Additionally, Child Declarations accept a pair of options for creating multiple new resources from a set of values: each: and as:. A new resource is created for every value in each:, and the values are accessible from within the declaration's scope using the name provided to as:.

Child Declaration with `each:`
Krikri::Mapper.define(:my_mapping) do
  sourceResource class: DPLA::MAP::SourceResource do
    contributor class: DPLA::MAP::Agent,
                each: ["Moomin", "Snufkin", "Snorkmaiden", "Little My"],
                as: :contrib do
      providedLabel contrib

This example creates a new DPLA::MAP::Agent as a dct:contributor for each of "Moomin", "Snuffkin", etc... The resulting graph is:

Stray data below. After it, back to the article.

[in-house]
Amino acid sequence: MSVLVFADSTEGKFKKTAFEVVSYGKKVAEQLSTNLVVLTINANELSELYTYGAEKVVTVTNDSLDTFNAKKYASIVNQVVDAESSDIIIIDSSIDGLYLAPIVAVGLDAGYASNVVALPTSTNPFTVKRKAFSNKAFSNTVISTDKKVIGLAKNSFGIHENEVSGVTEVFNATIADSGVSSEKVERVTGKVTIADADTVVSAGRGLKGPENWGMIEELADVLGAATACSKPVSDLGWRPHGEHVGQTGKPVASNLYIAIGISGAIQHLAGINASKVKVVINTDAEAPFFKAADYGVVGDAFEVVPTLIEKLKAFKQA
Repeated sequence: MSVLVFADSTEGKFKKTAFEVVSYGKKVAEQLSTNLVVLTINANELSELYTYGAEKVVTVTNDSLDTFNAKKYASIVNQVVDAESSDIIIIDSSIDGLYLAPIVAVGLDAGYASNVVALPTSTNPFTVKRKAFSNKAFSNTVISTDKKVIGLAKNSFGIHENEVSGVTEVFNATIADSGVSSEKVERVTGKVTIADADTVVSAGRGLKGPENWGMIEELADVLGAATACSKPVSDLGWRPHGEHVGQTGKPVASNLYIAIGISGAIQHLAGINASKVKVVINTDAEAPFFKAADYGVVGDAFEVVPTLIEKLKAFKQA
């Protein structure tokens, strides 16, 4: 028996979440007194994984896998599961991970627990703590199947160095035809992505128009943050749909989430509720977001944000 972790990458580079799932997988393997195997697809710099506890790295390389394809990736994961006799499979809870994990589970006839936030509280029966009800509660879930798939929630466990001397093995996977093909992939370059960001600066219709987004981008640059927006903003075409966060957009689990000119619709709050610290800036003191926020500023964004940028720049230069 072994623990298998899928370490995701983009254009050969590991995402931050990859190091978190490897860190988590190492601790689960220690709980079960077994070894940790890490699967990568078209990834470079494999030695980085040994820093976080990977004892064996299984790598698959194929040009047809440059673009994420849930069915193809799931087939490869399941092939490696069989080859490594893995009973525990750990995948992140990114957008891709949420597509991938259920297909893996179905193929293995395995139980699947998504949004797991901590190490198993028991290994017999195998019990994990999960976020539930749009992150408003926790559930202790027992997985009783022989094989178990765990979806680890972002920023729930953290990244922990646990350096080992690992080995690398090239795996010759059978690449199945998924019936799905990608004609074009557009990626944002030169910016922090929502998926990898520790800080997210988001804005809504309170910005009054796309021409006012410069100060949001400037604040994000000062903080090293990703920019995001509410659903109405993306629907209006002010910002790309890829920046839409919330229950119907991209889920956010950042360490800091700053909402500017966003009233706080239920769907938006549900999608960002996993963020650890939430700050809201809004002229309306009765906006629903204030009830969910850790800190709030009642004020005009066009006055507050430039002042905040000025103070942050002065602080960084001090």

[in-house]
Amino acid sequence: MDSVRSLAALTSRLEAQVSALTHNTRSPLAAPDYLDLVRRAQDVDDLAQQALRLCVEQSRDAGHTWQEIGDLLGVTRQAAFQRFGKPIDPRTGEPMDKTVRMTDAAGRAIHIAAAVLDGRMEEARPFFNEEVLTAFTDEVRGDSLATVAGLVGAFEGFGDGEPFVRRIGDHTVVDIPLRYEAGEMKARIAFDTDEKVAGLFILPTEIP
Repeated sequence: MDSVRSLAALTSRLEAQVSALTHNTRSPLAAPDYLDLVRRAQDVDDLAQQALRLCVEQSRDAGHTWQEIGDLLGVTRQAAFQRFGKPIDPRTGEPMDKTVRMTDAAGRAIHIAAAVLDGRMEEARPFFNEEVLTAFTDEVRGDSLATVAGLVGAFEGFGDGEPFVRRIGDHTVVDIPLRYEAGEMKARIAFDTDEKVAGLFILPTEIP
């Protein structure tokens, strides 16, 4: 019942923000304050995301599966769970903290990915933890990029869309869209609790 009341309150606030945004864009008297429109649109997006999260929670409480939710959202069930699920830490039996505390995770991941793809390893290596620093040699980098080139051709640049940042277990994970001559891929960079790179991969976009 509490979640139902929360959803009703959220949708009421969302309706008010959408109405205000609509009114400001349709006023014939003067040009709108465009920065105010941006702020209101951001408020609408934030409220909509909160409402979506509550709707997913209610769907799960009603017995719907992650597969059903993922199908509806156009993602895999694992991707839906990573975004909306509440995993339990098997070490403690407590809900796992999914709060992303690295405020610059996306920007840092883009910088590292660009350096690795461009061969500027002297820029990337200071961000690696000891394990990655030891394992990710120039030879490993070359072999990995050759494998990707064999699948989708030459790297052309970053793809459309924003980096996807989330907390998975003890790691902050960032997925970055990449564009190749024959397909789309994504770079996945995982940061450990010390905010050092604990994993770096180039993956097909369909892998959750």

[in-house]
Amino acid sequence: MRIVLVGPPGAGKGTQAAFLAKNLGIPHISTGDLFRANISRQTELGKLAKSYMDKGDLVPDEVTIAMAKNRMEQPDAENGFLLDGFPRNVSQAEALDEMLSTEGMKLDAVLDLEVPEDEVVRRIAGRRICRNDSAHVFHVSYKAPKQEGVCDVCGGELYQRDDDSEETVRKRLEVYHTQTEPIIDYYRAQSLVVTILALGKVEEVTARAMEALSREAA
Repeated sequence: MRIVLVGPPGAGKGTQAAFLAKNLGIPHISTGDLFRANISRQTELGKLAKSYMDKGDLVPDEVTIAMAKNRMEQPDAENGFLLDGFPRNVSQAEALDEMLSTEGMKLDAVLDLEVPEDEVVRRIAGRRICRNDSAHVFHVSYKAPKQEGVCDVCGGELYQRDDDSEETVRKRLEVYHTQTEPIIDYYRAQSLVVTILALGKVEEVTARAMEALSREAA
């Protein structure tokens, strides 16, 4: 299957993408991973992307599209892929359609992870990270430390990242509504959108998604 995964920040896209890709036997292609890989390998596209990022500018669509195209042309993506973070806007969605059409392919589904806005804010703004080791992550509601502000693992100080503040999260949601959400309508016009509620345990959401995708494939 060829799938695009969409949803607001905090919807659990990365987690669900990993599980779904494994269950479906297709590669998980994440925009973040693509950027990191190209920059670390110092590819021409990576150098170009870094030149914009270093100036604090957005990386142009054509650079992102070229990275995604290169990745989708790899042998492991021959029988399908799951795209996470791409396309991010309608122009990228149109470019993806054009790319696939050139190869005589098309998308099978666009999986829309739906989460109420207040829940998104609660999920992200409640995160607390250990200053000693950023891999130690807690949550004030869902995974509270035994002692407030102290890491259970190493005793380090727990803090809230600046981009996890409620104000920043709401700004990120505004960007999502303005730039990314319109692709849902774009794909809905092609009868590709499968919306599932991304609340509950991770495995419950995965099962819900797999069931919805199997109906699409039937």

_:aggregation edm:aggregatedCHO _:sourceResource .
  _:sourceResource dct:contributor _:moomin .
  _:moomin dpla:providedLabel "Moomin" .
  _:sourceResource dct:contributor _:snufkin .
  _:snufkin dpla:providedLabel "Snufkin" .
  _:sourceResource dct:contributor _:snorkmaiden .
  _:snorkmaiden dpla:providedLabel "Snorkmaiden" .
  _:sourceResource dct:contributor _:littleMy .
  _:littleMy dpla:providedLabel "Little My" .

Rooted Directed Graphs

 Abstractly, a Krikri::Mapping is a tree of declarations. The declarations themselves can be seen as rules for generating a rooted RDF graph from parsed records. The Aggregation constitutes the root node, and each additional Child Declaration creates a descendent node.

Dynamic Values

While static declarations like those above are sometimes useful, the real power of the DSL is in combining these declarations with methods for processing parsed values to dynamically build graphs based on the content of the input.

DSL Methods